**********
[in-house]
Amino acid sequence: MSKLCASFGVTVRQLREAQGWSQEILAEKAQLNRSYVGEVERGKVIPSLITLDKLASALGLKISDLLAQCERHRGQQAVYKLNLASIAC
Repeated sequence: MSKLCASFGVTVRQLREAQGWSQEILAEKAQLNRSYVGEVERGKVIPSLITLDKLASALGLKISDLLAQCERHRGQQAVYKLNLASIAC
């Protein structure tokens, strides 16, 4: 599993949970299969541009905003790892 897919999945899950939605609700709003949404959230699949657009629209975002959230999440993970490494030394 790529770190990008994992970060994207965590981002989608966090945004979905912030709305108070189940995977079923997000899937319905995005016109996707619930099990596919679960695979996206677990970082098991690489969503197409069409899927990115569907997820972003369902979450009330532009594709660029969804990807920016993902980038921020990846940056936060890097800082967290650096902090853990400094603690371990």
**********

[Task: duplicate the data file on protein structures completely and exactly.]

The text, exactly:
[in-house]
Amino acid sequence: MSKLCASFGVTVRQLREAQGWSQEILAEKAQLNRSYVGEVERGKVIPSLITLDKLASALGLKISDLLAQCERHRGQQAVYKLNLASIAC
Repeated sequence: MSKLCASFGVTVRQLREAQGWSQEILAEKAQLNRSYVGEVERGKVIPSLITLDKLASALGLKISDLLAQCERHRGQQAVYKLNLASIAC
């Protein structure tokens, strides 16, 4: 599993949970299969541009905003790892 897919999945899950939605609700709003949404959230699949657009629209975002959230999440993970490494030394 790529770190990008994992970060994207965590981002989608966090945004979905912030709305108070189940995977079923997000899937319905995005016109996707619930099990596919679960695979996206677990970082098991690489969503197409069409899927990115569907997820972003369902979450009330532009594709660029969804990807920016993902980038921020990846940056936060890097800082967290650096902090853990400094603690371990």